In this tutorial, you’ll learn how to transform a fairly typical road-trip image – with a big blue sky and wide-open spaces – into an apocalyptic battle scene, complete with tanks, guns, parachutists and a hail of incoming missiles.
Of course, changing the colour of the sky and pasting in tanks and other elements is the easy bit: things get trickier when it comes to creating the smoke and explosions.
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Artist Fabio Sasso shows you how to create custom brushes that recreate smoke and fireballs convincingly. You can use a background image of your own, or if you want to use the same image as Fabio did, you can buy it from http://www.istockphoto.com/file_closeup.php?id= 000004942141. You’ll also need images of tanks, guns and parachutists.
01. In Photoshop, open your landscape image. Search for images of guns and tanks similar to those I’ve used here, and place them onto new layers. Duplicate the tank layer and make the new one smaller, as though they’re in formation. Next, change the saturation of the road image: go to Image > Adjustments > Hue/Saturation, use -40 for the Saturation. Now go to the gun layer and again select Image > Adjustments > Hue/ Saturation. This time use: Hue 35, Saturation 25, Lightness: 0, and select Colorize.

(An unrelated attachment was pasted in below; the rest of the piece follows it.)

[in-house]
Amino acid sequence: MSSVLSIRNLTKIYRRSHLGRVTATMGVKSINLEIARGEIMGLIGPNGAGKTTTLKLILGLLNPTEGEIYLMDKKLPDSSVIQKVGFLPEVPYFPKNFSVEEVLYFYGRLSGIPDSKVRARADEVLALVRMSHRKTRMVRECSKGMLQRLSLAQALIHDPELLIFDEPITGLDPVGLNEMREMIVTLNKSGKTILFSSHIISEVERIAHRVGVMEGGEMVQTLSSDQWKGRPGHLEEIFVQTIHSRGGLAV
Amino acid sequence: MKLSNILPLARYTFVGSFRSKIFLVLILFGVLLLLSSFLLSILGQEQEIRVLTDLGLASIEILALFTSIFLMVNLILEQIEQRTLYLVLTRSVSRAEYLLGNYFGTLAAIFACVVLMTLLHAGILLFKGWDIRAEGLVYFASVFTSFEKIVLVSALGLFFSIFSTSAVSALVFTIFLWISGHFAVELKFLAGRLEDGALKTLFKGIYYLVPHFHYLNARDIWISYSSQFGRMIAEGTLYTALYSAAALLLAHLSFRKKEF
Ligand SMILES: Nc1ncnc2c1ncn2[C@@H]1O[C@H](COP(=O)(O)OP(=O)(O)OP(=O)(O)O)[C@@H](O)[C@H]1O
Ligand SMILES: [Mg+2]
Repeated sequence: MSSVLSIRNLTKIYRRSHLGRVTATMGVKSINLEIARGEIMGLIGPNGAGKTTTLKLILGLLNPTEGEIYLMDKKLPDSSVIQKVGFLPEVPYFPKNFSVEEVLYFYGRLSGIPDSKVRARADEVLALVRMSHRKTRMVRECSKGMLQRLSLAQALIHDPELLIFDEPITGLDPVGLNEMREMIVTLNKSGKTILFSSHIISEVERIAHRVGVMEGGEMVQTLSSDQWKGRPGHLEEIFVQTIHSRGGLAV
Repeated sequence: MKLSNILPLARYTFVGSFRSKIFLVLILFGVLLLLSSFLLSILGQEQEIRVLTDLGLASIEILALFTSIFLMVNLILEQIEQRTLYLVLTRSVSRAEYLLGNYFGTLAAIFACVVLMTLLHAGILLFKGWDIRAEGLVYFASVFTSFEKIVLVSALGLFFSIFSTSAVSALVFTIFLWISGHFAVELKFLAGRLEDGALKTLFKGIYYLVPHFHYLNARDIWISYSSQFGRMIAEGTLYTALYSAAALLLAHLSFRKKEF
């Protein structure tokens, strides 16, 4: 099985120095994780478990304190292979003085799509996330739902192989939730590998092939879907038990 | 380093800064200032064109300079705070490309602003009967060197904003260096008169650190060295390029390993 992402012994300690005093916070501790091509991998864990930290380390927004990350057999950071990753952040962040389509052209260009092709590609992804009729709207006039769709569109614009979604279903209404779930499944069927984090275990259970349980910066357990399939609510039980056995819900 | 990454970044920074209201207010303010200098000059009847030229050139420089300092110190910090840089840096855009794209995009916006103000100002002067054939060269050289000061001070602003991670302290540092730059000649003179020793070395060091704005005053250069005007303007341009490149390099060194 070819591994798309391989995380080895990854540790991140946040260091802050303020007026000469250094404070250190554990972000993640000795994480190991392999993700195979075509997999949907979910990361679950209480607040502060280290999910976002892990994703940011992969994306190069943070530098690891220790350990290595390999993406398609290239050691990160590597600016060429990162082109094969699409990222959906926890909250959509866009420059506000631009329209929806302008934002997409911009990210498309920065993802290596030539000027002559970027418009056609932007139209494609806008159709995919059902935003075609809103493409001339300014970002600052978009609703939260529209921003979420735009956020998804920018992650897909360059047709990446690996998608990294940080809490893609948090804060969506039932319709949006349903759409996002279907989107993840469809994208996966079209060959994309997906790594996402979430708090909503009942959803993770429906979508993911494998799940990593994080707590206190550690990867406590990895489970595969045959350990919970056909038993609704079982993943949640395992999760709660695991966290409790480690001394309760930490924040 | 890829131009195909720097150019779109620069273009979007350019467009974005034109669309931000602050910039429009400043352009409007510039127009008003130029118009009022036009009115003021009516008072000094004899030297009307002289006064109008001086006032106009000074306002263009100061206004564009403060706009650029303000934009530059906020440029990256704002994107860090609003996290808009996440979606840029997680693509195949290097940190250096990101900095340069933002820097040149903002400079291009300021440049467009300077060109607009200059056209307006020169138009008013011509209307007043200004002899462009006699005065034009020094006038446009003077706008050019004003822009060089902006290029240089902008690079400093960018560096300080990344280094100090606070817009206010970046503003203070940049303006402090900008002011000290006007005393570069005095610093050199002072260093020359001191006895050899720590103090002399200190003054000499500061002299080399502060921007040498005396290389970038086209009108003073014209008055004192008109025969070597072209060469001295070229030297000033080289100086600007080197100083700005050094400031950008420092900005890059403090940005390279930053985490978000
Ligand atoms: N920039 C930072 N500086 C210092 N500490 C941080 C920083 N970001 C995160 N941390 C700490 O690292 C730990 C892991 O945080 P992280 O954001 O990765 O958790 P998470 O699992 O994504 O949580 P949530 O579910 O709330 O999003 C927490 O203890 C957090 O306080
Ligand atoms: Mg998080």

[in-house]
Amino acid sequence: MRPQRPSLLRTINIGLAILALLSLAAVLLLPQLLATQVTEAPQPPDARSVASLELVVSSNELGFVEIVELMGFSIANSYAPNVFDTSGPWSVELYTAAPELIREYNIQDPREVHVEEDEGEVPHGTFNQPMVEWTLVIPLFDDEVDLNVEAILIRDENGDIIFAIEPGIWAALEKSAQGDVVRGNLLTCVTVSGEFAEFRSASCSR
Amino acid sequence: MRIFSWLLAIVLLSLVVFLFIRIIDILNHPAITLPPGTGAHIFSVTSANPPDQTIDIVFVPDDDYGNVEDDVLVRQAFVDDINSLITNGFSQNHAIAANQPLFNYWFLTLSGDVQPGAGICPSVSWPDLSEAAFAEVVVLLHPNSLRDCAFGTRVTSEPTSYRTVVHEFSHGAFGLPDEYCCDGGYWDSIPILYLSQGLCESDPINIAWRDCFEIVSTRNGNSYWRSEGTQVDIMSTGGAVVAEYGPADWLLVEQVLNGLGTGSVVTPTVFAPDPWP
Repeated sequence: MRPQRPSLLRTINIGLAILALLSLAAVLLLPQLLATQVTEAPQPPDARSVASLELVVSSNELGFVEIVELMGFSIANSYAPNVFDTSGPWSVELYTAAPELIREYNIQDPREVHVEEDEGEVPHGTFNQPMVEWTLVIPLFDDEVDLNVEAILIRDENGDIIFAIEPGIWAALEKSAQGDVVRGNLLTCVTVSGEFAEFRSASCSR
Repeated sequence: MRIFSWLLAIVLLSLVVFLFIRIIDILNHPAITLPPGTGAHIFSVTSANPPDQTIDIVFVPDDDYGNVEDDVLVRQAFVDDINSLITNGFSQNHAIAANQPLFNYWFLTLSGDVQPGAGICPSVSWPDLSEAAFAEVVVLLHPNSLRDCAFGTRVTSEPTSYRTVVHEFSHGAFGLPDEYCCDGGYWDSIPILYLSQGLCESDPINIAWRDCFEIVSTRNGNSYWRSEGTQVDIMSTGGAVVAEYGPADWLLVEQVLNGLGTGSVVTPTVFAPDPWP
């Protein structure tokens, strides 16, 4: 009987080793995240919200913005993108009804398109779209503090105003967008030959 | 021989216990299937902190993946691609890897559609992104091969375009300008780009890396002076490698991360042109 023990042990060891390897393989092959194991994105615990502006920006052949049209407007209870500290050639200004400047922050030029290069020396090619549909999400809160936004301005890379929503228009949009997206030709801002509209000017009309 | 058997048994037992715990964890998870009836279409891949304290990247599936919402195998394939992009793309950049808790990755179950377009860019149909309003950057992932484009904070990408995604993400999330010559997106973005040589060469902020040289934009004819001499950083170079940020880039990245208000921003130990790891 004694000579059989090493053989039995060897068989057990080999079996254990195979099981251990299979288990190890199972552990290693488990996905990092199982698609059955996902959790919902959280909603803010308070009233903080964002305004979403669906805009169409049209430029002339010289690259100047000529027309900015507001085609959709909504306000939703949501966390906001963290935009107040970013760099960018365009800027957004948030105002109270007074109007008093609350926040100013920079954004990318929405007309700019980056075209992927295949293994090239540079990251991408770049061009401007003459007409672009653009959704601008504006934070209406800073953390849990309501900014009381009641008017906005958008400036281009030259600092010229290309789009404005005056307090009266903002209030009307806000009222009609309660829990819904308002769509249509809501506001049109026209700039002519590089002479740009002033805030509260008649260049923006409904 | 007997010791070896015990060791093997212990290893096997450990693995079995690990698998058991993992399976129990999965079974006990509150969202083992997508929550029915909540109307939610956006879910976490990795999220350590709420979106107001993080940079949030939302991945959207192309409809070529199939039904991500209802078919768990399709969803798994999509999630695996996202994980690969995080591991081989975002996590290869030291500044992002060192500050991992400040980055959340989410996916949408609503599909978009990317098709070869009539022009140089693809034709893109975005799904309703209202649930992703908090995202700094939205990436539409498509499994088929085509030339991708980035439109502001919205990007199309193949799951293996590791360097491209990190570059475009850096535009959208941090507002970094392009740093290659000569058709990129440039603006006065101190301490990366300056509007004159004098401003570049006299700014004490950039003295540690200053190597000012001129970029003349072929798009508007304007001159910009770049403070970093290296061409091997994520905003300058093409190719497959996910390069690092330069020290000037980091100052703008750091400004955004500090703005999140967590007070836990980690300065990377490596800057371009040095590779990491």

02. For the smoke we will create two brushes. Start by creating a new layer, with a white background and a black foreground. Then go to Filter > Render > Clouds. Then with the Lasso Tool (L), use a Feather of 40 pixels and create a marquee selection then select Edit > Define Brush Preset. Name it ‘Smoke 1’.